Supporters of fracking would like us to believe that the levels of water usage are minimal. Here is a typical example of the misleading “reassuring” statements made about it.
The Global Warming Policy Foundation (which is chaired by Lord Lawson, a former chancellor of the exchequer) told us
The shale gas industry uses water: 1-5 million gallons per well. However, its needs are not great in comparison with those of other industries, such as the power generation industry, or even the quantity used in domestic appliances…. A single shale gas well uses in total about the same amount of water as a golf course uses in three weeks.
That sounds authoritative and convincing doesn’t it? And with a former Chancellor at the helm we can be sure those numbers stand up can’t we? [FYI 1-5 million gallons is 4-19,000 m3]
So how much water does a well actually use? Shall we use the numbers provided by Cuadrilla?
In the UK, Cuadrilla Resources is the only operator to have conducted drilling and hydraulic fracturing. It has disclosed the identities of chemicals and the volume of water required (Table 2.4). This suggests water use slightly lower than the lowest value in the range described above for the US at around 8,400m3 per well.
So that’s 8,400 m3 for Cuadrilla compared to GWPF’s esimate of between 4,000 and 19,000 m3 per well. So far so good. We seem to be in the right ball park don’t we?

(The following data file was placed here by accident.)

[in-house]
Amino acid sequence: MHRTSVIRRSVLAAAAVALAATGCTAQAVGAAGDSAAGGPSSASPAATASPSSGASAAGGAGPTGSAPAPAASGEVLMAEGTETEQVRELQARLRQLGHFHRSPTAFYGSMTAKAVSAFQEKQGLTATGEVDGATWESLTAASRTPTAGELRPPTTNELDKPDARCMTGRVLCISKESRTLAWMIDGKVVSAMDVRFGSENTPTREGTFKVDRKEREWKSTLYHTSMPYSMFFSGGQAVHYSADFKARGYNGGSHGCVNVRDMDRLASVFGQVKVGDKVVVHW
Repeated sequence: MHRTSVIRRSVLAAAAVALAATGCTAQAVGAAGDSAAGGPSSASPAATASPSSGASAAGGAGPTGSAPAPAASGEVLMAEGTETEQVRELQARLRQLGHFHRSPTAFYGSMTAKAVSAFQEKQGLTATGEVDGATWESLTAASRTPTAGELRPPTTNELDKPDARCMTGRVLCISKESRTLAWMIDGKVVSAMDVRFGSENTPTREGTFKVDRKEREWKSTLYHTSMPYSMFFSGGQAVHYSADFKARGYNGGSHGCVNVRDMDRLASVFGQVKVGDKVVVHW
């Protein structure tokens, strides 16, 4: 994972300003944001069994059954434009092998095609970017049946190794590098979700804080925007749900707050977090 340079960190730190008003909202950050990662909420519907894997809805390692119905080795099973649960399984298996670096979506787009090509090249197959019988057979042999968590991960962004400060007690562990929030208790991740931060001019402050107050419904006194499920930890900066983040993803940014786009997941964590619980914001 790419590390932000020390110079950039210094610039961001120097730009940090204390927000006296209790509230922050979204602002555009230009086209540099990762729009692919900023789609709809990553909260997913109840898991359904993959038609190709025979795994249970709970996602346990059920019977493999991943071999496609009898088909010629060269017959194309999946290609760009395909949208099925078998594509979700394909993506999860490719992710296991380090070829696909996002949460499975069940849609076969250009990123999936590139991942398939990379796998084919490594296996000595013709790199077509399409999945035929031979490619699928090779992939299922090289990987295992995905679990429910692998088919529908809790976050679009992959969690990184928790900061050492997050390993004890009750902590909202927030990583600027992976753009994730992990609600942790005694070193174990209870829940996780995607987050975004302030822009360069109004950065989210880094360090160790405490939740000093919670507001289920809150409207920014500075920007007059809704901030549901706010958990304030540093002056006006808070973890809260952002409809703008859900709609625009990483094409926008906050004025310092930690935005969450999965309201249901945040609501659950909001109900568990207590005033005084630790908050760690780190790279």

So now let’s look at the reassuring information that “A single shale gas well uses in total about the same amount of water as a golf course uses in three weeks.”
Well, to make sense of that we have to find out how much water a golf course uses. Shall we take Royal Lytham as a reasonable example? It is within Cuadrilla’s PEDL 165 and as it hosted the British Open Championship in 2012 it would be reasonable to assume that it is irrigated to maintain the highest quality of turf. According to the R&A water usage averages “about 5,000 cubic metres per annum” (P23)
So using 5,000 m3 per annum would give us a figure of 288 M3 every three weeks.
It would seem that Mr Lawson wants us to believe that 8,400 is equal to 288! Was this man really in charge of the economy for 6 years? Oh dear!
But hang on – it gets worse. Nick Grealy, a voluble advocate of shale gas, who has been paid by Cuadrilla, states on his website that “The 18,000 cubic metres of water needed for drilling a well with a life span of up to ten years is equal to the volume used to irrigate a 3 hectare corn field in one season or an 18 hole golf course in one month”, so at 18,000 cubic metres we are really looking at the top end of that 5 million gallon figure. (And yes he’s repeating the golf course thing isn’t he?)
So, let’s rephrase the comparison more accurately shall we?
“A single shale gas well uses in total about the same amount of water as a golf course uses in three weeks.”
“A single shale gas well uses in total about the same amount of water as a golf course uses in three and a half years.”
The maths is out by a factor of over 60!
In reality water usage is probably a less concerning aspects of fracking than the pollution and health impacts, although it should be pointed out that the water used in fracking is lost to the eco-system unless expensive and as yet unproven techniques are use to remove the carcinogenic and radioactive elements it picks up on its underground journey, whereas the water used at Royal Lytham can be safely returned to it without treatment.
What is perhaps most concerning is the apparent willingness of otherwise apparently respectable industry lobbyists to try to win over public opinion by making wildly inaccurate statements like the one we have just taken apart.